7. Victor Mair said,

    March 12, 2017 @ 11:42 pm

    AntC posed some good questions about de 得 and de 的.

    Yes, they are pronounced the same, but their functions are completely different. De 得 is a particle for marking verbal complements (resultative, degree) and de 的, by far the highest frequency morpheme in Mandarin, marks subordination, nominalization, and adjectivalization. Depending upon what the speaker wants to say, they will be thinking either of one or the other of these two "de" particles. Actually there is a third high frequency "de" particle, and that is 地, which some of my teachers, and consequently I myself, used to pronounce as "di", but now I think that almost everybody pronounces it as "de". This de 地 is used to form adverbs.

    In the construction discussed above, "kě 可 V de 的 / 得 le / liǎo 了“, if the speaker is thinking of de 的, then the 了 that follows will be pronounced "le". If the speaker is thinking of de 得, then complementarity kicks in and the 了 that follows will be pronounced "liǎo".

    As for whether the speaker / writer of the long, three clause sentence that began this post might not actually have intended de 得 instead of de 的, I asked several native speakers of Mandarin and they all said that, given the context, de 的 was clearly intended, and that it forms an attributive phrase. That is my instinct as well.

  8. Simon P said,

    March 13, 2017 @ 3:33 am

    Regarding the 地 particle, I find this is very often written with a 的 in informal texts. Not sure about the frequency, but my impression is that it's slowly falling out of use.

  9. flow said,

    March 13, 2017 @ 4:56 am

    Not sure I'm fully buying into the analysis of '…kědele' 可的了 vs '…kědeliǎo' 可得了. After all, it is the part written as 了 that is different in pronunciation between the two constructions, while the part written as 的 and 得 remains constant.

    So on the face of it, shouldn't one postulate that there are two morphemes 'le' and 'liǎo' that happen to be written with the same character 了, and another, also quite multifunctional, morpheme 'de' that has the distinction of being writeable with two distinct characters 的 and 得 (or only one, 的, or indeed three, 的得地, according to who you ask)?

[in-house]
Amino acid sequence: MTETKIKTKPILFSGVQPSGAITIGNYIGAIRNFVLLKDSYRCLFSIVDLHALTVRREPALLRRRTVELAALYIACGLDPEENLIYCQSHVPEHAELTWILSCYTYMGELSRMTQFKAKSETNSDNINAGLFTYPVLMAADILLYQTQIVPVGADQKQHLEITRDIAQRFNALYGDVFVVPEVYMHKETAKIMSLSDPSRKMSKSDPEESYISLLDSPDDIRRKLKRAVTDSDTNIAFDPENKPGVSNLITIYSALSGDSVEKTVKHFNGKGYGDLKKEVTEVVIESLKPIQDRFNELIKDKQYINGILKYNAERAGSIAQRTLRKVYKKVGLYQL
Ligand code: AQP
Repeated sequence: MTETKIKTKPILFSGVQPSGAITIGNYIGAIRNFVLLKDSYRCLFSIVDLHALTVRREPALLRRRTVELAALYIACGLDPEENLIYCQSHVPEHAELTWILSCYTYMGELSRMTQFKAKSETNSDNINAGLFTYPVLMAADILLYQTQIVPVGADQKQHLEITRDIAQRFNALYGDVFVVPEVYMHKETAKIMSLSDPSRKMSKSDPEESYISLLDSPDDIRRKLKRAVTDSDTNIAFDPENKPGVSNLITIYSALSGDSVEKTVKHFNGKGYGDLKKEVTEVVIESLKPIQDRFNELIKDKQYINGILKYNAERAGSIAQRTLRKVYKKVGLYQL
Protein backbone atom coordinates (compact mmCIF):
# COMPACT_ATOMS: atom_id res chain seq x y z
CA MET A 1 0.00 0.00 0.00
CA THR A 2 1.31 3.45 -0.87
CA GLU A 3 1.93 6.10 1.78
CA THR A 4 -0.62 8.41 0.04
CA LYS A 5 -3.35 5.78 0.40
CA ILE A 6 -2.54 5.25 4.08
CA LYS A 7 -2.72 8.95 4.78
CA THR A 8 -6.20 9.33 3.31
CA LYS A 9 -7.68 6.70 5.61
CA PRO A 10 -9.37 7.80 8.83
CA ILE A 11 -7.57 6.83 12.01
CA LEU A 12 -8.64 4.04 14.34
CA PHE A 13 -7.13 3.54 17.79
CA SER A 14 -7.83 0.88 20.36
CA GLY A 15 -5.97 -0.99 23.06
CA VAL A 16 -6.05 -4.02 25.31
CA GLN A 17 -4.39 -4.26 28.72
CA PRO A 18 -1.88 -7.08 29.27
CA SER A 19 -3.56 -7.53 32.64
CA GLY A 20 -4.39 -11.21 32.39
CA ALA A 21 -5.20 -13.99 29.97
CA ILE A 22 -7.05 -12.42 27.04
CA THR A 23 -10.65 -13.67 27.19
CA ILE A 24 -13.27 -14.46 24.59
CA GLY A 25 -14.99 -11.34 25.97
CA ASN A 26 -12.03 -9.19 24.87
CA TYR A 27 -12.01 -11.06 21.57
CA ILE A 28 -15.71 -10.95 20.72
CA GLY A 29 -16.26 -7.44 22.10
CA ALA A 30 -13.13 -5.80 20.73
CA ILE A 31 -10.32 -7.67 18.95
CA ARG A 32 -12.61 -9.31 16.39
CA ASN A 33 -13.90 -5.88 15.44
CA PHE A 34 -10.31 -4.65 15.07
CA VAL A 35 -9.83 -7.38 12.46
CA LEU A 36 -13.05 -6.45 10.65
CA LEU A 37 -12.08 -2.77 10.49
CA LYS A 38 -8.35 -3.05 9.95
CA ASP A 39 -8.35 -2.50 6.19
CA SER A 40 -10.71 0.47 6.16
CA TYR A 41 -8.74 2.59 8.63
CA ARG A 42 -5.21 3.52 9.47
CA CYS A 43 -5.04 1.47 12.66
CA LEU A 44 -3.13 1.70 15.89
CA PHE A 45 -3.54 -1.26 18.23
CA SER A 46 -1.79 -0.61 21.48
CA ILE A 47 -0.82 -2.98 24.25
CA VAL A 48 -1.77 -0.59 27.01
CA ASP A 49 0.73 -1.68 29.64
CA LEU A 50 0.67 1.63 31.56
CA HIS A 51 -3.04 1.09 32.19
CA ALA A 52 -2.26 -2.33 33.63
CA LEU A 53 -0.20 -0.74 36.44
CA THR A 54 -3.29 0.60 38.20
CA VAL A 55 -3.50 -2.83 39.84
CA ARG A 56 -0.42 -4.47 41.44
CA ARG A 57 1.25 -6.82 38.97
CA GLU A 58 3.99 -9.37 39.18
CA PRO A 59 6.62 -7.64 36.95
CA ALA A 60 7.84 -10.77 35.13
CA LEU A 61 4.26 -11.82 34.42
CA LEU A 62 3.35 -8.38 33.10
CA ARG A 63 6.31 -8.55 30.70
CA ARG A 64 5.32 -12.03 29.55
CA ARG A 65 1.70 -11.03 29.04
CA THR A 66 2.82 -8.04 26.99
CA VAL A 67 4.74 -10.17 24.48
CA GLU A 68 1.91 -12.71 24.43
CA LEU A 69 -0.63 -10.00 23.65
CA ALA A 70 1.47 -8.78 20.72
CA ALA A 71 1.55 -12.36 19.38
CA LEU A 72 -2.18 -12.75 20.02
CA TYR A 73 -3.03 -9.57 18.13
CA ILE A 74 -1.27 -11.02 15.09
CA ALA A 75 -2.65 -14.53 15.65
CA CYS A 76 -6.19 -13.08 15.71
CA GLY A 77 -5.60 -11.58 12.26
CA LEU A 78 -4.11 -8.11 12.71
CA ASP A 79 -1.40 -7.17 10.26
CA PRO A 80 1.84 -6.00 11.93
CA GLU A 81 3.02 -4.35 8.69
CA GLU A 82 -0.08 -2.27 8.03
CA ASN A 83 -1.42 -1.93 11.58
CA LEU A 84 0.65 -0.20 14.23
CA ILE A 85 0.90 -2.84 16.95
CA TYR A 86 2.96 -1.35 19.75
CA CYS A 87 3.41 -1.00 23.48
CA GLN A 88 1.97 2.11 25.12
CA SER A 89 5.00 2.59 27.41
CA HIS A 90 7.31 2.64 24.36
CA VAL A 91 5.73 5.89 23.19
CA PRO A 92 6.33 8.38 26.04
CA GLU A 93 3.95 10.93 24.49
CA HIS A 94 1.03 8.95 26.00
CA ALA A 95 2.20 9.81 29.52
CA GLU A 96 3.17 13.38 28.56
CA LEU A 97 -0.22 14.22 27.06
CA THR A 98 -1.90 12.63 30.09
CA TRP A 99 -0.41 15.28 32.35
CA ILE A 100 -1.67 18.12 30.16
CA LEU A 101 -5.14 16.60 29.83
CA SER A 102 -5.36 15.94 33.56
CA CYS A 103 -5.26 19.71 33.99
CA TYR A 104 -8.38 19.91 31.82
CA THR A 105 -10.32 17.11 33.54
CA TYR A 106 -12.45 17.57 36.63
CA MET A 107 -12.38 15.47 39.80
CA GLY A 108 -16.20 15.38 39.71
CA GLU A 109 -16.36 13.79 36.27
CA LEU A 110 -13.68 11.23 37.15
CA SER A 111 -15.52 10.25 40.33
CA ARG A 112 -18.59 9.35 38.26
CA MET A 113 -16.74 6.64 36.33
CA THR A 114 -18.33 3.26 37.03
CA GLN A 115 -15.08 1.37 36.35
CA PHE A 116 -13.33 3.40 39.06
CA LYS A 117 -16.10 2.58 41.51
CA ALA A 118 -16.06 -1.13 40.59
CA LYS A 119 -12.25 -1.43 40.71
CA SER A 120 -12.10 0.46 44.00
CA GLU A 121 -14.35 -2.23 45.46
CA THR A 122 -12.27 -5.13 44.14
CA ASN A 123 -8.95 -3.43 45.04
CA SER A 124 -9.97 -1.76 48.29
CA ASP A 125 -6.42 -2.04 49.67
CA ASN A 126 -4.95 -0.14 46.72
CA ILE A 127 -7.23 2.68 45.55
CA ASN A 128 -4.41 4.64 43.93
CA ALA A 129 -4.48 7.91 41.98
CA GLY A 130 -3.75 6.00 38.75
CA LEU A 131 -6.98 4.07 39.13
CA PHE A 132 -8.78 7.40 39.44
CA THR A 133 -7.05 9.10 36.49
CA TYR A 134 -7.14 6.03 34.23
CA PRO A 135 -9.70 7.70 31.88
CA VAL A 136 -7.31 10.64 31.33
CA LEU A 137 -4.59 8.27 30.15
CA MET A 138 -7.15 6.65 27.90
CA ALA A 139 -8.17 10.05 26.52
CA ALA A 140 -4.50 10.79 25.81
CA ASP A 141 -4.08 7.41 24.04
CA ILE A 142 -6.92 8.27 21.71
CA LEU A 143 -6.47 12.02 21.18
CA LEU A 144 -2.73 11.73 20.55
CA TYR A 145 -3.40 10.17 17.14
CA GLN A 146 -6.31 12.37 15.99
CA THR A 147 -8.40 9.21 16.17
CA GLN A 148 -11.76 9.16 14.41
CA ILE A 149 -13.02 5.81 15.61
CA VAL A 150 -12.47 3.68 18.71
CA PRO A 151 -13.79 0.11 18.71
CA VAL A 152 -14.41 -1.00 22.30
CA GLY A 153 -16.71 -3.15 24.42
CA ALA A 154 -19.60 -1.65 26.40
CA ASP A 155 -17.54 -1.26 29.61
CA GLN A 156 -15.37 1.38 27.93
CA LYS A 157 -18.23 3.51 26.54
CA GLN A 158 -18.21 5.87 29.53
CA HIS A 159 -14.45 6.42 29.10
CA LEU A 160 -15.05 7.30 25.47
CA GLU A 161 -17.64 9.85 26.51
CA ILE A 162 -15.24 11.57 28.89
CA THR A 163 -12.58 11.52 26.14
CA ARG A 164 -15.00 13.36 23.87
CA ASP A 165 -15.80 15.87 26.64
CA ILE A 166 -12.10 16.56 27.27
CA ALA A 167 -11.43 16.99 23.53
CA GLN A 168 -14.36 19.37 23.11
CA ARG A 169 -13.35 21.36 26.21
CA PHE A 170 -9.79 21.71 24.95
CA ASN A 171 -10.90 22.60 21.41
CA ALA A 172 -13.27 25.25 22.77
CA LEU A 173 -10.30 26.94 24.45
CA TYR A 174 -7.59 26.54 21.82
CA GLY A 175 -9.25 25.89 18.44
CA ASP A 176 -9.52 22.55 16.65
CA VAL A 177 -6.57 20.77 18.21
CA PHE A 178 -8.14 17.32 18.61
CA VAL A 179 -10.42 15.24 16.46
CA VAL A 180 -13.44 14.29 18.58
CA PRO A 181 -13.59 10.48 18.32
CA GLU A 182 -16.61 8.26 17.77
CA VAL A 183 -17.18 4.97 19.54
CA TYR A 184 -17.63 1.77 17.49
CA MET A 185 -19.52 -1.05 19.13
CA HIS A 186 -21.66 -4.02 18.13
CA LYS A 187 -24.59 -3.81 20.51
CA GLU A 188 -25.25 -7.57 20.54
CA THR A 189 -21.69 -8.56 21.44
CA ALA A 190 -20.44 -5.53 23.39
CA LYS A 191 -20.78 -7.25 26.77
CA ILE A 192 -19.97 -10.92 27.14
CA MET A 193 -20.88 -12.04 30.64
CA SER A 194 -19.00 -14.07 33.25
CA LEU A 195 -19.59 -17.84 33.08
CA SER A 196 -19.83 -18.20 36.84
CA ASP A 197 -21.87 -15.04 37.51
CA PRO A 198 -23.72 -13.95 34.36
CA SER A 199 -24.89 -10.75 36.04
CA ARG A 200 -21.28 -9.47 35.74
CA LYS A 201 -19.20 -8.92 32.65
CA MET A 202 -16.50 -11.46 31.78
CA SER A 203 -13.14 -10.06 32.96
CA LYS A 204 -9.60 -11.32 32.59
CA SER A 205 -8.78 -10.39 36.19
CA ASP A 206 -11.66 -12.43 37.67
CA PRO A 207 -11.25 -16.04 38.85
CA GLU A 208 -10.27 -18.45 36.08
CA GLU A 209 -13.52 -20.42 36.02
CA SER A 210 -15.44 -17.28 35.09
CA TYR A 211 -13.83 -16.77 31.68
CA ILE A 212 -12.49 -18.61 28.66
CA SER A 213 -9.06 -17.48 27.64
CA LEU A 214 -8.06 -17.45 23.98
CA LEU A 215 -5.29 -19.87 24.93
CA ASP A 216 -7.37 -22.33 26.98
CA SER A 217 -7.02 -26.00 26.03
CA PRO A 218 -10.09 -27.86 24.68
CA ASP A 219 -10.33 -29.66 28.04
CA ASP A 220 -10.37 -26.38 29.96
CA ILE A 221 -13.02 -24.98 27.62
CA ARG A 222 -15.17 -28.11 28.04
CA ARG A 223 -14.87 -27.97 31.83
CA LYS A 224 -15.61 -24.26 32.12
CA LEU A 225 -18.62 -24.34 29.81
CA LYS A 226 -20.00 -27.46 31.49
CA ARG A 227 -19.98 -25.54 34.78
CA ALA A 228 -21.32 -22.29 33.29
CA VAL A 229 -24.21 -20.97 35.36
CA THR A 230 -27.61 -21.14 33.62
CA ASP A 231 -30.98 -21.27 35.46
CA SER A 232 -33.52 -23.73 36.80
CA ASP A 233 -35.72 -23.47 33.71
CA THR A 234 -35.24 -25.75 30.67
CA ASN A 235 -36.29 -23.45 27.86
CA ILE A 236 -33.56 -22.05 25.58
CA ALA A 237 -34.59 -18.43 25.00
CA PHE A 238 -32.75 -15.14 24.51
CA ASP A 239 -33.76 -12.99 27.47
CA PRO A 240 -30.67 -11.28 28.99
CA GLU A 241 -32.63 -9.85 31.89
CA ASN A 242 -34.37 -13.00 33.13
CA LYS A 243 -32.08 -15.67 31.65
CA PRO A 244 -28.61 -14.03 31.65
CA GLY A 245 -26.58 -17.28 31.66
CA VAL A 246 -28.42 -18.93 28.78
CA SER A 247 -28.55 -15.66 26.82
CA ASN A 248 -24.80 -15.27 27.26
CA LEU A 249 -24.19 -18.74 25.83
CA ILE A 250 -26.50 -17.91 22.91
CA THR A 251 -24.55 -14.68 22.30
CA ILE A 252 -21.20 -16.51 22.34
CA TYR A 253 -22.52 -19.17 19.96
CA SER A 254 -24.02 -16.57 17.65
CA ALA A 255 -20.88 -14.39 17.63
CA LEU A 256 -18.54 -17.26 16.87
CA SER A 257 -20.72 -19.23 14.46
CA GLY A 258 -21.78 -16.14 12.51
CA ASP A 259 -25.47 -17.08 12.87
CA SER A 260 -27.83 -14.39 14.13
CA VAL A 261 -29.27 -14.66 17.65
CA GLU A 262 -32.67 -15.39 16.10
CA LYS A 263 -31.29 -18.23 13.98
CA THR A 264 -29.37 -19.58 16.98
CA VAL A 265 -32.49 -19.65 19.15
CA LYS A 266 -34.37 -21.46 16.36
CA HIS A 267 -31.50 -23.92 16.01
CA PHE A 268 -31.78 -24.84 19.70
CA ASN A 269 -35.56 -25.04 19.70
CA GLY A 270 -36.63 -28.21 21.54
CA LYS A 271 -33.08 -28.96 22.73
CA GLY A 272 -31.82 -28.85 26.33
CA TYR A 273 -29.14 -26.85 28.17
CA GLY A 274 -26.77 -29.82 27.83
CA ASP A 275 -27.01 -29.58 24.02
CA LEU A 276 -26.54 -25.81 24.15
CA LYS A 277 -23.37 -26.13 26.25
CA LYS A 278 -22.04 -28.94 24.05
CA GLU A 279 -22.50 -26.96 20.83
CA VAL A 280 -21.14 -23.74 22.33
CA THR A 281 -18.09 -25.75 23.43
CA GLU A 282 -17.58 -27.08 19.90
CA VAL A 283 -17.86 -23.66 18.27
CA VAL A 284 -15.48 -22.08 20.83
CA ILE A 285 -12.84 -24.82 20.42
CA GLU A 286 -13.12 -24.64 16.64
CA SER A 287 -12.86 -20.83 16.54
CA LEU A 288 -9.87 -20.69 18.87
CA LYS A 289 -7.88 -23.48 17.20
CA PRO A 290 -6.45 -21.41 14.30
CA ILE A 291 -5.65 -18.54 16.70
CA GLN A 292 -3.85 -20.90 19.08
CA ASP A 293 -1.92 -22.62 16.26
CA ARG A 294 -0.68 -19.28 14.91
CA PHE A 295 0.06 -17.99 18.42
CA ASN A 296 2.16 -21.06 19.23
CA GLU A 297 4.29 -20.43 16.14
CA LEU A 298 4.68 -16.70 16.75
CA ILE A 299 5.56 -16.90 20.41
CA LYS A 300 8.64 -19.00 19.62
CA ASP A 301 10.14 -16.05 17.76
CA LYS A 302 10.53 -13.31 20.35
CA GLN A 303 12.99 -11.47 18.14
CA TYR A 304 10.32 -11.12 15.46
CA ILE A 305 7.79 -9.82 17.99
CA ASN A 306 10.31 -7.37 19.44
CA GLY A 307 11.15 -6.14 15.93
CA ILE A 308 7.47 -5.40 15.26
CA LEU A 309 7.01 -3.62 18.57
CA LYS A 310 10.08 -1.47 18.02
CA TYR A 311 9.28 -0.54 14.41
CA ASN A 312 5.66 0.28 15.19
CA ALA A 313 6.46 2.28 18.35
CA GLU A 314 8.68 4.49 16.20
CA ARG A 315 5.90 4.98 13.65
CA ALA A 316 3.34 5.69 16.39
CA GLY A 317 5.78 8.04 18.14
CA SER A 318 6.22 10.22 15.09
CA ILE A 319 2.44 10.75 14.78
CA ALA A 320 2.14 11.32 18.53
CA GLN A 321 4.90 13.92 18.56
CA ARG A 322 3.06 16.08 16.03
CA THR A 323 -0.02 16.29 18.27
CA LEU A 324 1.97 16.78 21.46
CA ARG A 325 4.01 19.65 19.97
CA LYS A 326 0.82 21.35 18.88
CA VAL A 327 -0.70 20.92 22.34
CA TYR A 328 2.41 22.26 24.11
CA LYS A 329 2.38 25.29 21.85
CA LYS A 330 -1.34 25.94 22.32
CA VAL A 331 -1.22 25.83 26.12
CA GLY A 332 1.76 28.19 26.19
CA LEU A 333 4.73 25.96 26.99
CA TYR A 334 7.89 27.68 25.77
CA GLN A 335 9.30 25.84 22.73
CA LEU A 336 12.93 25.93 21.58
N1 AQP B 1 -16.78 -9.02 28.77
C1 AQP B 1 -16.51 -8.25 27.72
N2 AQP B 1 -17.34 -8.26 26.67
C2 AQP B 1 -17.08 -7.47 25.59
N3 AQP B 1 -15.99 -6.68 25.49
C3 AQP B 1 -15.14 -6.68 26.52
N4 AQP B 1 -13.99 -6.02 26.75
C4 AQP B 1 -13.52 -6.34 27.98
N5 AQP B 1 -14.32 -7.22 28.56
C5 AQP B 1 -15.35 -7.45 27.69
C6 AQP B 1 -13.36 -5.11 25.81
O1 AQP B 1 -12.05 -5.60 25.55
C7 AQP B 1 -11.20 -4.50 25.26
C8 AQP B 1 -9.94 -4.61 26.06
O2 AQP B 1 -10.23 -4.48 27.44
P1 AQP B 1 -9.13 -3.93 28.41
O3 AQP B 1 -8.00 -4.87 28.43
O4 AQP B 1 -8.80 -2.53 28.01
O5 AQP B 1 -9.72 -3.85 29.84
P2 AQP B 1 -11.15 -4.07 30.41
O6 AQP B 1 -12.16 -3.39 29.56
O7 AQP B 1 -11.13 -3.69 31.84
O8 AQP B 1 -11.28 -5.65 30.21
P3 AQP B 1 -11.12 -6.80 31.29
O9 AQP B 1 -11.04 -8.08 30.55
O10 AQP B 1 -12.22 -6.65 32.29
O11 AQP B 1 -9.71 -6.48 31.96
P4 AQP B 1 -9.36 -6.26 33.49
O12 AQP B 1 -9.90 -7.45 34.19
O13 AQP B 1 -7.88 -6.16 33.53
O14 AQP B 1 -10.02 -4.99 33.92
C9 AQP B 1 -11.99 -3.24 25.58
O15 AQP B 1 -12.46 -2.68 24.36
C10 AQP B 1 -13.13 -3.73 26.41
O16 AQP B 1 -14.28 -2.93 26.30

A comparable thing happens in German 'das' vs 'dass' (formerly 'daß'). A lot of discussion surrounds this ubiquitous word; the short story is that when 'das' is used as an article ('the') or as a relative pronoun, then it must be written 'das', but when used as a conjunction, it must be written as 'dass'. This is easy to get wrong, and although I have experience as a proof reader, I always double-check my dasses for fear of getting them wrong (and I certainly do, as—TIL—Goethe did).

    Now my hunch is that, to a native speaker/listener/reader/writer, 'das' and 'dass' are psychologically the same entity, simply because they sound the same and can be used in very similar phrasal environments. Yes, I know you can easily test and show they're different: if you can substitute 'dieses/jenes/welches' into a sentence to replace 'das/dass', then it's the former, else the latter. This much is easy to demonstrate, but still: doesn't the presence of litmus testify to the distinction not being a natural, obvious one? Both Wiktionary and Paul's "Deutsches Wörterbuch" (p125: "'dass' … identisch mit 'das' … erst seit Mitte 16Jh [getrennt]") tend to emphasize the superficiality (i.e. mere-written-language-ness and historical recency) of the distinction. Is there a more principled stance of linguistics to this kind of situation? 'One' 'word' or 'two' 'words'?